Your employee’s surviving spouse can receive workers’ compensation death benefits for 500 weeks, unless they remarry within that time period. Up to three dependent children can also receive benefits until they reach the age of 18. Other family members, such as parents, siblings, grandparents, or grandchildren, who were financially dependent on the worker, may also be eligible for benefits.
If your employee passes away within four years of their injury or illness, workers’ comp may cover some funeral expenses as well.
Idaho’s Workers’ Compensation Laws
Every employer in Idaho with one or more employees has to carry workers’ compensation insurance. That includes full-time and part-time employees, as well as seasonal and occasional workers.
According to Idaho workers’ compensation laws, you must have a policy in place before hiring your first employee. This includes contract workers, since they are also employees under Idaho law. If you hire contract workers, you should consult with an Industrial Commission Employer Compliance representative to determine whether they require coverage.
Some Idaho businesses or types of employees may be exempt from workers’ compensation requirements. This includes:
- Domestic workers
- Workers covered by the federal workers’ compensation law
- Pilots for dusting or agricultural spraying (these are only exempt under certain conditions)
- Real estate brokers and salespeople who work on commission
- Volunteer ski patrollers
- Secondary school athletic officials (grades 7-12)
- Casual employees who work irregular hours and are unrelated to your business
You may also be exempt if you are the owner of your business and:
- You have no employees
- Your employees are your family and live in your home
Even if your business is exempt, it is still a good idea to purchase workers’ compensation insurance. If you don’t, your employees can sue you if they are injured or become ill on the job.
How to Buy Workers’ Compensation Insurance
When it comes to purchasing a workers’ compensation policy in Idaho, business owners have four options:
- Private insurance companies – You can apply for private insurance through a private carrier. To compare quotes from top-rated insurers, work with EZ’s highly trained agents.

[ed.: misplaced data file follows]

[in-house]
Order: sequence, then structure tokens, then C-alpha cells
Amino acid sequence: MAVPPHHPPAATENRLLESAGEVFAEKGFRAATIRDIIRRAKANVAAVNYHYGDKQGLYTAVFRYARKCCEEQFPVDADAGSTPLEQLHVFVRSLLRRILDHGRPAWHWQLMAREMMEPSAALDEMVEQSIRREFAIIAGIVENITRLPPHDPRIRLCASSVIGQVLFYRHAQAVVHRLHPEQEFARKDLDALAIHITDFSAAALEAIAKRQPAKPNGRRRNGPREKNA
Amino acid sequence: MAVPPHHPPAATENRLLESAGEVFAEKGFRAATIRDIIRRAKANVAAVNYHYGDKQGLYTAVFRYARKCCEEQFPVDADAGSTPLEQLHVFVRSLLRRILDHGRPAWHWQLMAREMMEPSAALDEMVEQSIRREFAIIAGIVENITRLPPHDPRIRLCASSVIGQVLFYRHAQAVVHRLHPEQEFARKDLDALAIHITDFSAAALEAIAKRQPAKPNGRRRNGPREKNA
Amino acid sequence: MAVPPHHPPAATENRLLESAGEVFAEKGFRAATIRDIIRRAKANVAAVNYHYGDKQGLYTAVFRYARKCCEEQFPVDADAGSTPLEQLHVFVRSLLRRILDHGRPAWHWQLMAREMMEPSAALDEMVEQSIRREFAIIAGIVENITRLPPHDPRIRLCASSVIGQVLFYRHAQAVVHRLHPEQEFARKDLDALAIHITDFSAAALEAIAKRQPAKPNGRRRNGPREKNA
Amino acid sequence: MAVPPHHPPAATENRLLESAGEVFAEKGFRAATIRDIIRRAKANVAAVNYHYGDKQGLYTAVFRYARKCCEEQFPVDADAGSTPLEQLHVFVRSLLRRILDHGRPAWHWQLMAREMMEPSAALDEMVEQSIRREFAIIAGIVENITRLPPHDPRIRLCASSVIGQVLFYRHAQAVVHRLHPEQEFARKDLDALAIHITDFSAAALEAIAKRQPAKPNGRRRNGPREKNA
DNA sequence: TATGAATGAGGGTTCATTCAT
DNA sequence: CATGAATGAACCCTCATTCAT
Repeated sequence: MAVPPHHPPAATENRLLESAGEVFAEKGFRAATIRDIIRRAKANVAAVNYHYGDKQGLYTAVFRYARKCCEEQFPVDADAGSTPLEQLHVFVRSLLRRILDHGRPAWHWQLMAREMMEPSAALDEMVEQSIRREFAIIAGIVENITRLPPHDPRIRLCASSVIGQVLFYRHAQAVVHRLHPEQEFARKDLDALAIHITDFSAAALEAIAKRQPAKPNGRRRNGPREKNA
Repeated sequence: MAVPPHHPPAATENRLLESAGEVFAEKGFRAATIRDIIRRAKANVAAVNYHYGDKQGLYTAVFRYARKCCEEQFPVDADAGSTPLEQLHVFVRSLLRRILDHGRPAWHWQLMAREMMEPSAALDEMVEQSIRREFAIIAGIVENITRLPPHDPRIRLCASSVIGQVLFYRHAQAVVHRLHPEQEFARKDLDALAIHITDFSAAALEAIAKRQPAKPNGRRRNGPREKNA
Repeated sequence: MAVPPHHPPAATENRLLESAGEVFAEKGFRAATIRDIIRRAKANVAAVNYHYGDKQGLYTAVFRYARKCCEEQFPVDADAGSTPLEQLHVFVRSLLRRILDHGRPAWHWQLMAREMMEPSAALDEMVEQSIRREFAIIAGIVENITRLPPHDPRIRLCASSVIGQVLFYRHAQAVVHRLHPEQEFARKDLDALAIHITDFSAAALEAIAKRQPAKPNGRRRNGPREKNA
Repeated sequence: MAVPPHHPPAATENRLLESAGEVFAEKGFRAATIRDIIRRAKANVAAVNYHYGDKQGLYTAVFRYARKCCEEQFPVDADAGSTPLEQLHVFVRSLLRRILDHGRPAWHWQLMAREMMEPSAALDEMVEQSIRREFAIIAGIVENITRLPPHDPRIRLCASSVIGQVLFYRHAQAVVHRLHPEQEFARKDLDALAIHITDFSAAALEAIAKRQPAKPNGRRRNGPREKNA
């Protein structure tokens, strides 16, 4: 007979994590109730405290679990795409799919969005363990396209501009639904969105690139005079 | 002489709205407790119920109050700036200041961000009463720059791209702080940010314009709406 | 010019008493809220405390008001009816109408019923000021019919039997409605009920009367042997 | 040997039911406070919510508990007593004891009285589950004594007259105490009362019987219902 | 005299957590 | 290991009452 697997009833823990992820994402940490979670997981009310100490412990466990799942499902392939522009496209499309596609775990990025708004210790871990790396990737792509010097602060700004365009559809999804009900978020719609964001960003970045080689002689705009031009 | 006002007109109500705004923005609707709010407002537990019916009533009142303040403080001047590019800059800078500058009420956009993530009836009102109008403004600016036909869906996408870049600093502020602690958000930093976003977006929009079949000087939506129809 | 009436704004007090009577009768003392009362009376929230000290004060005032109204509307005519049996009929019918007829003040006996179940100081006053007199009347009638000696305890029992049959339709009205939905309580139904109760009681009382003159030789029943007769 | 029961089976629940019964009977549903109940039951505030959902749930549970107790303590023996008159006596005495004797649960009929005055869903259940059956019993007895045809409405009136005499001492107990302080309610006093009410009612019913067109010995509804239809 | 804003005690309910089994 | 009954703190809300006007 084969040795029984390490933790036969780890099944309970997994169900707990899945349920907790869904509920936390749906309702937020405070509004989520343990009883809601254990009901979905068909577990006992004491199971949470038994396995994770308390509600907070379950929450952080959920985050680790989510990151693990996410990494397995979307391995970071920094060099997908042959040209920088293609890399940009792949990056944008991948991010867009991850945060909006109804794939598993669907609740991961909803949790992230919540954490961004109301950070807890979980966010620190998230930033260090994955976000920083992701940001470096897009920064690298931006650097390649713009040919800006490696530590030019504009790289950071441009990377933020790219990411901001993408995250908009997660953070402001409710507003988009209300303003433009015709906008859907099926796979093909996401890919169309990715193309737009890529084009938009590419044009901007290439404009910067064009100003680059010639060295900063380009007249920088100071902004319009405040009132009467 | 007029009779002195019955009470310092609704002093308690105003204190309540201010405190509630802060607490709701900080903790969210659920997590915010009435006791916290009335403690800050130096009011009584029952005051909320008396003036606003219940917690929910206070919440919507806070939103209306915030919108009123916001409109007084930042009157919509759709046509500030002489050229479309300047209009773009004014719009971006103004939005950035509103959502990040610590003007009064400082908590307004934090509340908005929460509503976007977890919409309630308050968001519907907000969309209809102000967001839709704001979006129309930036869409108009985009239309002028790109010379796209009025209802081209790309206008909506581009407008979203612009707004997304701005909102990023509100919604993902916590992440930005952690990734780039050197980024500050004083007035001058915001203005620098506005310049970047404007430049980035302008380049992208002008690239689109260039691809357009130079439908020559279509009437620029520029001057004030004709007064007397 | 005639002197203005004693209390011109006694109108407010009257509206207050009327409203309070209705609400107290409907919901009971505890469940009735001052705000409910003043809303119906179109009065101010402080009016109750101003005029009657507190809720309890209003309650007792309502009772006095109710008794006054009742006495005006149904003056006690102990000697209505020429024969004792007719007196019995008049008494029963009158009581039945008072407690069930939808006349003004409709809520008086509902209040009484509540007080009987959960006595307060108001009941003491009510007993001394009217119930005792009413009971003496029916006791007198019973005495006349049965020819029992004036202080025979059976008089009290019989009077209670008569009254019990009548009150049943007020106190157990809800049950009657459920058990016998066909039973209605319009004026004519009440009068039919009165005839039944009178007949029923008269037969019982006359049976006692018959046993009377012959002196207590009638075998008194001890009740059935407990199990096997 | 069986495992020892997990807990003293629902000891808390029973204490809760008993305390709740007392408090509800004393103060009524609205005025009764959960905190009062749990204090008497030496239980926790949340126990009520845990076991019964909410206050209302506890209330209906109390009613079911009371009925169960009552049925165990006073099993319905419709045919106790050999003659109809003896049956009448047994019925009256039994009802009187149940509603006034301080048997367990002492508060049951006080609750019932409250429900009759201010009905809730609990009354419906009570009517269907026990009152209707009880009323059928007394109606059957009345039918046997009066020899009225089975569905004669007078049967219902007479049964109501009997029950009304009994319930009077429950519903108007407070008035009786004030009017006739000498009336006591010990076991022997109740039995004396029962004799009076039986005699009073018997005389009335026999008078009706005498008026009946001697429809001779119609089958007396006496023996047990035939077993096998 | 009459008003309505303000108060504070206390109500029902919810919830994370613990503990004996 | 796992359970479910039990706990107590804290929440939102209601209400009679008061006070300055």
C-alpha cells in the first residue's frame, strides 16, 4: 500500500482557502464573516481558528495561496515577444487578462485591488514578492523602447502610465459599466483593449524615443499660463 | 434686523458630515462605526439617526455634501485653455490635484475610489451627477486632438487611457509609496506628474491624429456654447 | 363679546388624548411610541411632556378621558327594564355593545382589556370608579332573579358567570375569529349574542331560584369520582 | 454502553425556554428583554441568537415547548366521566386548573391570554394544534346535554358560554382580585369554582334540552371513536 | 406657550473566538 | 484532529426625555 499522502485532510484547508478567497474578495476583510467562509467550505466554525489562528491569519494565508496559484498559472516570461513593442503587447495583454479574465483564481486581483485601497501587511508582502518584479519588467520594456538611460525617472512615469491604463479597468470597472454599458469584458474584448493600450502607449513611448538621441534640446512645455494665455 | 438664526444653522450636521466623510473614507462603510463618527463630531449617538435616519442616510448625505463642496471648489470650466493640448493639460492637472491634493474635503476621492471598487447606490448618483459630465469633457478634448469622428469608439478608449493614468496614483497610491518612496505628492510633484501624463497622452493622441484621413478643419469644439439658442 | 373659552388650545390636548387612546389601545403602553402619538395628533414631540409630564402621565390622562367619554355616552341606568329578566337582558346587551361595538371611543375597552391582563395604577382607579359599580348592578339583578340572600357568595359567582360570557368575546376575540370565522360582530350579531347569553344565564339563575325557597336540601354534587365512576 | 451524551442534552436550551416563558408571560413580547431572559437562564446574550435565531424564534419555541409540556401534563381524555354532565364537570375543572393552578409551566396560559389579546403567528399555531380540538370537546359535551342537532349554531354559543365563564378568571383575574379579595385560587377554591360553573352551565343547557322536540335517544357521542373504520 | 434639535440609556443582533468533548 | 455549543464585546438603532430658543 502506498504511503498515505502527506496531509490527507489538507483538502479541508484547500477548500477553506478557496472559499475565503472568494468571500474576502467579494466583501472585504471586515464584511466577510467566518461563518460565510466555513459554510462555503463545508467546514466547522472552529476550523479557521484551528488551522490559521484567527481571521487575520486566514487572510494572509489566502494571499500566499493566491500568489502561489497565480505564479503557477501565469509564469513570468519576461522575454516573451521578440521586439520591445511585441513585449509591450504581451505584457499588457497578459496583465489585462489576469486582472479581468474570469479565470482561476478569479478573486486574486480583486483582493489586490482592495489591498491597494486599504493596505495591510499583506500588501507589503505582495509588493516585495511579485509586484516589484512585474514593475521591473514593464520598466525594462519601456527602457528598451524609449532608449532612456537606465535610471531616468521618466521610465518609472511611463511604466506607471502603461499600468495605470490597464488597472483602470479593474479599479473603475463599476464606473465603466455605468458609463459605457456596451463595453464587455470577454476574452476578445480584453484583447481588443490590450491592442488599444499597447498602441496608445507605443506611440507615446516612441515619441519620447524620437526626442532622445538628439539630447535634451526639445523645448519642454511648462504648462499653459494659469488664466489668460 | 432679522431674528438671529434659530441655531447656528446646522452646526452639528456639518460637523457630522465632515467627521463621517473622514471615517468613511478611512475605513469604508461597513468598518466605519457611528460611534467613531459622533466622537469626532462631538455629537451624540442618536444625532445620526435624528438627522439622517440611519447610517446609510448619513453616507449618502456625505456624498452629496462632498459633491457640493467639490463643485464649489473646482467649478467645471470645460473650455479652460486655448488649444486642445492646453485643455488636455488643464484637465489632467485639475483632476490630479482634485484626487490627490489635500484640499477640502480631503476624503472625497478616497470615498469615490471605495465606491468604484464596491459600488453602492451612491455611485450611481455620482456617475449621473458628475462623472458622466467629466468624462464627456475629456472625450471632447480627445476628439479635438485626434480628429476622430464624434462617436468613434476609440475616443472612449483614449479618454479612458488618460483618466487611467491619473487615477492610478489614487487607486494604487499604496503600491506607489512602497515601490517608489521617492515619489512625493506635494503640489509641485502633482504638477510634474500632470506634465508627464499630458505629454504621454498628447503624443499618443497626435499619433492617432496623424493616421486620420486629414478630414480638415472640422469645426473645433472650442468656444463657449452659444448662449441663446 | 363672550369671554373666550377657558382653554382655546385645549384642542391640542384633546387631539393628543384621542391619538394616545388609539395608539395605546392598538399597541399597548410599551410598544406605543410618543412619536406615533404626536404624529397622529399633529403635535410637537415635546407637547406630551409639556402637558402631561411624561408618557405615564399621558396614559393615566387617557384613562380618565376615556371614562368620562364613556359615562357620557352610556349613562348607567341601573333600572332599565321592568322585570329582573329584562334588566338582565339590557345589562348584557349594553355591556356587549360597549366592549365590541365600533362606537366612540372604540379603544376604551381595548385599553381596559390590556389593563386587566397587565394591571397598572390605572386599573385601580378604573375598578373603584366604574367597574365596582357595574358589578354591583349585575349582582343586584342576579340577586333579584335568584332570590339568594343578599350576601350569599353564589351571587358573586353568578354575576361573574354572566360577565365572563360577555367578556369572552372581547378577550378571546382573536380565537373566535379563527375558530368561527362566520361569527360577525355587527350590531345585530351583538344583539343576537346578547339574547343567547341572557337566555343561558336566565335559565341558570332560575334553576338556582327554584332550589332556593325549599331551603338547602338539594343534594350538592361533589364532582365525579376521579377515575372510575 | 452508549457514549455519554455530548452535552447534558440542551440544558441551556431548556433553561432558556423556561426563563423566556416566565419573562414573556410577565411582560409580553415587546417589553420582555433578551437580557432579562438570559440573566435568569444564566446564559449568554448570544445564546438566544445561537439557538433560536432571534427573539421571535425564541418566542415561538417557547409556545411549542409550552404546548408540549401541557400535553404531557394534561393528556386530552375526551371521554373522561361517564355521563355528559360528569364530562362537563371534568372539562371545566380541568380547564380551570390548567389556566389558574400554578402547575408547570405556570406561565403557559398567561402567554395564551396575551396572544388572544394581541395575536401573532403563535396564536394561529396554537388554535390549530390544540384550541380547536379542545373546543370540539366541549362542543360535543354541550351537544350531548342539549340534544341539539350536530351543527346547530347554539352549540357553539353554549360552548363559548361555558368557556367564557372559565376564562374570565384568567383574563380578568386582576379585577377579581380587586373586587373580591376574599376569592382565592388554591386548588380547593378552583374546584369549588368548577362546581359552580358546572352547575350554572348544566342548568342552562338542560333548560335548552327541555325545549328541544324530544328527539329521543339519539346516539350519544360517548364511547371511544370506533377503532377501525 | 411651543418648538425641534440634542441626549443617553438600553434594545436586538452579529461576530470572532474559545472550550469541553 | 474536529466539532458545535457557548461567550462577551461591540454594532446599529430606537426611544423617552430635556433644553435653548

- Idaho State Insurance Fund (ISIF) – If you’re having trouble getting insurance through a private company, you can buy insurance through the state fund, which insures employers who are not accepted by private insurers.
- Self-insurance – If you have a large business that meets certain criteria, you may be able to self-insure for workers’ compensation, meaning you would pay workers’ comp claims out-of-pocket as they arise, instead of paying a monthly premium to an insurance company. But, as noted, you will have to apply to be able to do this.
- The risk pool – Employers who are ineligible for the aforementioned programs can obtain insurance through their assigned risk pool. Individual states usually have an assigned risk pool to ensure that employers can obtain workers’ compensation insurance even if standard-market insurance companies are unwilling to provide coverage for their business.
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How to Get the Most Savings
Even though factors beyond your control determine the majority of workers’ compensation costs. There are still ways to save. A safety program is an excellent way to avoid workplace injuries and claims. It’s important to have safety and proper working procedures in place. No matter what your industry. Injuries are less likely in employees who have safety training, resulting in lower workers’ compensation costs for your company.
It is also a good idea to regularly review your claims history. Analyzing your claims history can help you spot and correct patterns. Certain elements of your business practices or operations may be a common source of claims. By keeping a close eye on potentially hazardous operations, you can save money.